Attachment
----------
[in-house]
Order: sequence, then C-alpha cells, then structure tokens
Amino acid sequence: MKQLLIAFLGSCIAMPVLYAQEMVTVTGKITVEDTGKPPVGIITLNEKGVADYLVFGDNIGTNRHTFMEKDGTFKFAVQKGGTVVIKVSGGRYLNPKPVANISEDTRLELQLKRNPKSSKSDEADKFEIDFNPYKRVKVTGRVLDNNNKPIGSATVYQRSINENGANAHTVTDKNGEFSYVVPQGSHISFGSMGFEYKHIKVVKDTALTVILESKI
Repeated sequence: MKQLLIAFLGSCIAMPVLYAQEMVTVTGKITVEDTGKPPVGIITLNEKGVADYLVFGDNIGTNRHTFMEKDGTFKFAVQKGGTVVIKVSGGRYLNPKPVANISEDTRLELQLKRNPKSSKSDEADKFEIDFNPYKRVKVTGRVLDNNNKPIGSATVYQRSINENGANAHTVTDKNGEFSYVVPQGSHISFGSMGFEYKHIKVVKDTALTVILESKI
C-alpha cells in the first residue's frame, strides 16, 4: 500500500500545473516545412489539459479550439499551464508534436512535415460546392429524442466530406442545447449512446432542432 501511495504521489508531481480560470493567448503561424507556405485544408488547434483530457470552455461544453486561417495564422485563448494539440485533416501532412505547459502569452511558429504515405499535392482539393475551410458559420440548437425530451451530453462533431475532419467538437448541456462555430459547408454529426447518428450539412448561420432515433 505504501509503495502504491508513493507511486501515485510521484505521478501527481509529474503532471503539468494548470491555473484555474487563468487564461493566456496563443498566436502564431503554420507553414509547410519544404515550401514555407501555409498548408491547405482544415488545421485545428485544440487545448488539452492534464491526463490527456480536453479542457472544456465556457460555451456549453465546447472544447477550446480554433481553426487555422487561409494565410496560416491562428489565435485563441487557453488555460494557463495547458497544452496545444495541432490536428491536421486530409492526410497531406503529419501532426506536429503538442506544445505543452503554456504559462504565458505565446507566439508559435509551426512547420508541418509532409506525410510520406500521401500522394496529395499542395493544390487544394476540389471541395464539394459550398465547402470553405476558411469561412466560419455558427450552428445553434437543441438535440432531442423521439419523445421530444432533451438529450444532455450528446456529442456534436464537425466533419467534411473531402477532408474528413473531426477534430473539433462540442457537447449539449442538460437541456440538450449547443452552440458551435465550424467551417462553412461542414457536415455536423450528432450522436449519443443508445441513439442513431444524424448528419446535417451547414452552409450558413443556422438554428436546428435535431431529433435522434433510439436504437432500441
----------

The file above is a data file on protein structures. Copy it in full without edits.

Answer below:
[in-house]
Order: sequence, then C-alpha cells, then structure tokens
Amino acid sequence: MKQLLIAFLGSCIAMPVLYAQEMVTVTGKITVEDTGKPPVGIITLNEKGVADYLVFGDNIGTNRHTFMEKDGTFKFAVQKGGTVVIKVSGGRYLNPKPVANISEDTRLELQLKRNPKSSKSDEADKFEIDFNPYKRVKVTGRVLDNNNKPIGSATVYQRSINENGANAHTVTDKNGEFSYVVPQGSHISFGSMGFEYKHIKVVKDTALTVILESKI
Repeated sequence: MKQLLIAFLGSCIAMPVLYAQEMVTVTGKITVEDTGKPPVGIITLNEKGVADYLVFGDNIGTNRHTFMEKDGTFKFAVQKGGTVVIKVSGGRYLNPKPVANISEDTRLELQLKRNPKSSKSDEADKFEIDFNPYKRVKVTGRVLDNNNKPIGSATVYQRSINENGANAHTVTDKNGEFSYVVPQGSHISFGSMGFEYKHIKVVKDTALTVILESKI
C-alpha cells in the first residue's frame, strides 16, 4: 500500500500545473516545412489539459479550439499551464508534436512535415460546392429524442466530406442545447449512446432542432 501511495504521489508531481480560470493567448503561424507556405485544408488547434483530457470552455461544453486561417495564422485563448494539440485533416501532412505547459502569452511558429504515405499535392482539393475551410458559420440548437425530451451530453462533431475532419467538437448541456462555430459547408454529426447518428450539412448561420432515433 505504501509503495502504491508513493507511486501515485510521484505521478501527481509529474503532471503539468494548470491555473484555474487563468487564461493566456496563443498566436502564431503554420507553414509547410519544404515550401514555407501555409498548408491547405482544415488545421485545428485544440487545448488539452492534464491526463490527456480536453479542457472544456465556457460555451456549453465546447472544447477550446480554433481553426487555422487561409494565410496560416491562428489565435485563441487557453488555460494557463495547458497544452496545444495541432490536428491536421486530409492526410497531406503529419501532426506536429503538442506544445505543452503554456504559462504565458505565446507566439508559435509551426512547420508541418509532409506525410510520406500521401500522394496529395499542395493544390487544394476540389471541395464539394459550398465547402470553405476558411469561412466560419455558427450552428445553434437543441438535440432531442423521439419523445421530444432533451438529450444532455450528446456529442456534436464537425466533419467534411473531402477532408474528413473531426477534430473539433462540442457537447449539449442538460437541456440538450449547443452552440458551435465550424467551417462553412461542414457536415455536423450528432450522436449519443443508445441513439442513431444524424448528419446535417451547414452552409450558413443556422438554428436546428435535431431529433435522434433510439436504437432500441